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Cadiz finds its feet

Now needs to grow AUM.

The buy-out of Blackstar’s stake in Cadiz Holdings by Stellar Capital Partners last November did two important things: it led to the delisting of the troubled Cadiz Asset Management, and it provided it with a stable and strong capital partner. These steps provided the investment firm with much needed breathing room.

In the asset management world, investors do not separate troubles in the business from the health of their investments, and Cadiz woes over the years saw assets under management (AUM) plunge from R26 billion a year ago to R13 billion currently.

Under CEO Shawn Stockigt, who left Momentum to take up the challenge in September, the firm appears to have stabilised – at the very least it has stopped hemorrhaging assets and staff.

While the loss of high profile (and profitable) teams is a blow to any business, Stockigt has restructured the investment teams in a way that provides growth opportunities to younger talent and capitalises on existing capacity.

In particular Matt Brenzel has become joint chief investment officer alongside Stockigt. “There are not many people in this industry with Matt’s experience and depth of knowledge,” Stockigt says.

“Having experienced Black Monday in 1987 – when the Dow Jones Industrial Average fell 508 points, the largest one day decline in the history of the Dow – there is not much that rattles him.”

Brenzel has been a portfolio manager at Cadiz Asset Management for the last 17 years. Prior to that he spent seven years at Syfrets Managed Assets as an analyst and a portfolio manager and was one of the five team members who left Syfrets in 1993 to start Coronation Fund Managers. In 1998 he was seconded by Coronation to African Harvest, which became Cadiz Asset Management.

The investment teams now report into specialized divisional heads. The equities team is headed by Graeme Ronne; multi-assets by Brian Munro and fixed income by Alastair Sellick, former head of South Easter Fund Management, which was acquired last year. In addition the research function has been strengthened with the addition of three new senior analysts.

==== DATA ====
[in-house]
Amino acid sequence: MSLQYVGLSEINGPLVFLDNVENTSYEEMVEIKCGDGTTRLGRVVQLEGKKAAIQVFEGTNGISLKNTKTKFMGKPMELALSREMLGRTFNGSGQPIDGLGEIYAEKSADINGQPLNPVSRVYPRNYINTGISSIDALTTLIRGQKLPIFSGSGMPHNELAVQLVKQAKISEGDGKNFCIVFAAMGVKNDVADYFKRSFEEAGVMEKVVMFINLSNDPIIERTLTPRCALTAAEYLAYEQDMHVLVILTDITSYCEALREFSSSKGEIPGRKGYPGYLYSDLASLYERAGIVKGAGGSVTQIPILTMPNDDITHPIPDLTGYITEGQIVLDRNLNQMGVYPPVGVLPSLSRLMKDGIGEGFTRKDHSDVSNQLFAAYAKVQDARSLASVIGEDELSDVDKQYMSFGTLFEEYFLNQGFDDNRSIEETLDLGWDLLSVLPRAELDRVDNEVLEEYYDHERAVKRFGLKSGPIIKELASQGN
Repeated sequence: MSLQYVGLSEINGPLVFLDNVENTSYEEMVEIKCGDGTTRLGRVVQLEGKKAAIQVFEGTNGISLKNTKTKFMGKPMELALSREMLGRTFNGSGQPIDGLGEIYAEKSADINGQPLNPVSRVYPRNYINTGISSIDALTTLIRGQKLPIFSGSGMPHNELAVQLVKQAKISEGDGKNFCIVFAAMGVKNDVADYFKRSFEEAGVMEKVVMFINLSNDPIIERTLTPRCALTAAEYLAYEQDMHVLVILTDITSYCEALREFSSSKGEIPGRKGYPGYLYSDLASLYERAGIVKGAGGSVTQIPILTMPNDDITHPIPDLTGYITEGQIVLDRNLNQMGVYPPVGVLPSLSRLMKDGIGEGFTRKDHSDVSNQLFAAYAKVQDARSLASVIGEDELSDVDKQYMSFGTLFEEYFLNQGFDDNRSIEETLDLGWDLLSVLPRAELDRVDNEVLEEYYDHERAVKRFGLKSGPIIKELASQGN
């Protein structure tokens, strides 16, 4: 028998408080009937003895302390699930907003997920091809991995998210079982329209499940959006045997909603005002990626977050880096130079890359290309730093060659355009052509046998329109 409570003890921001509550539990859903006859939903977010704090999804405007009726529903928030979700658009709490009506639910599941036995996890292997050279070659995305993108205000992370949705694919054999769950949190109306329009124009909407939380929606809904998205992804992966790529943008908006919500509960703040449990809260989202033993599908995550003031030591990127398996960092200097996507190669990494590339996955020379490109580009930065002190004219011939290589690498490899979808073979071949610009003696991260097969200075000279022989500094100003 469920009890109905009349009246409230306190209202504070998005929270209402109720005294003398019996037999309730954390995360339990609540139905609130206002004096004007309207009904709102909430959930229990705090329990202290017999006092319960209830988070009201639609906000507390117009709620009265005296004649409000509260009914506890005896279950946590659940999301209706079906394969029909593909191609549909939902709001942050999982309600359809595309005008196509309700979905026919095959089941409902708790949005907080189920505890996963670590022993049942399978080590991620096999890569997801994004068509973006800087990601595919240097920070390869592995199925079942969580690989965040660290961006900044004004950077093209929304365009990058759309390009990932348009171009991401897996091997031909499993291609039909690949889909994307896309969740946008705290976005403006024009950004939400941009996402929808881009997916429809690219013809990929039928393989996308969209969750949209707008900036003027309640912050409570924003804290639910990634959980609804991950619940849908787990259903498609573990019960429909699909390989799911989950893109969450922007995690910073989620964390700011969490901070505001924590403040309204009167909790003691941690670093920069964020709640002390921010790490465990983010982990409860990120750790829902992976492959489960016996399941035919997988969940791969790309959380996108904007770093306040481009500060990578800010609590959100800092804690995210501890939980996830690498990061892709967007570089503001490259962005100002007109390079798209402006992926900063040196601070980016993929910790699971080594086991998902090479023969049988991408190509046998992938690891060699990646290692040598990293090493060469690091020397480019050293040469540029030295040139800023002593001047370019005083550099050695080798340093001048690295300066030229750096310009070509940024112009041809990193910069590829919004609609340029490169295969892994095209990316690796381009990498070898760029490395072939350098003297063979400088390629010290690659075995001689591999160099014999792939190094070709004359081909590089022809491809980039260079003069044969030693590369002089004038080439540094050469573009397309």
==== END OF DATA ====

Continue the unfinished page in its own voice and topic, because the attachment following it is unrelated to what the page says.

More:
With joint CIOs at the helm, and three divisions reporting in to them, the business is now investment led, rather than professionally led as in the past.

There are no longer walls between the teams. “We are a multi-strategy house which means robust debate and a cross- pollination of ideas enables better investment decision making,” says Stockigt.

Fraser Shaw, ex CEO of the holding company, is now COO of the asset manager while Charl Schmahl oversees the burdensome legal and compliance obligations.

Stockigt has also streamlined the products. For instance, structured products are being wound down and the enterprise development and supplier development funds have been moved to Stellar’s credit business.

Relative to AUM the investment team (of 11 professionals) is quite big. This means the company has the opportunity to look for value-based opportunities outside of the Top 40 and the capacity to research offshore opportunities. “We are a multi-asset house and I see this as a competitive advantage in this climate. There are opportunities out there for those who do their research properly,” Stockigt says.

While it could be considered a relatively small asset manager, Cadiz is not necessarily in search of acquisitions. “The market is difficult at the moment and possibly ripe for consolidation. Many asset managers are seeing fund outflows as nervous investors move their money offshore. That said, you don’t make acquisitions to acquire assets, you buy for capabilities,” he says. “Cadiz acquired African Harvest for its R300 million in AUM and I don’t believe any of those assets remain.”

He does not see the small size as a problem, but as a “rebirth opportunity” for Cadiz.

Stellar Capital Partners, led by Charles Pettit and Charl de Villiers, is an active and involved partner. In January it acquired a further 12% of Cadiz, bringing its holding up to 97%. It has been increasing its exposure to Cadiz to benefit from upside in a successful turnaround, according to the latest sens statement.

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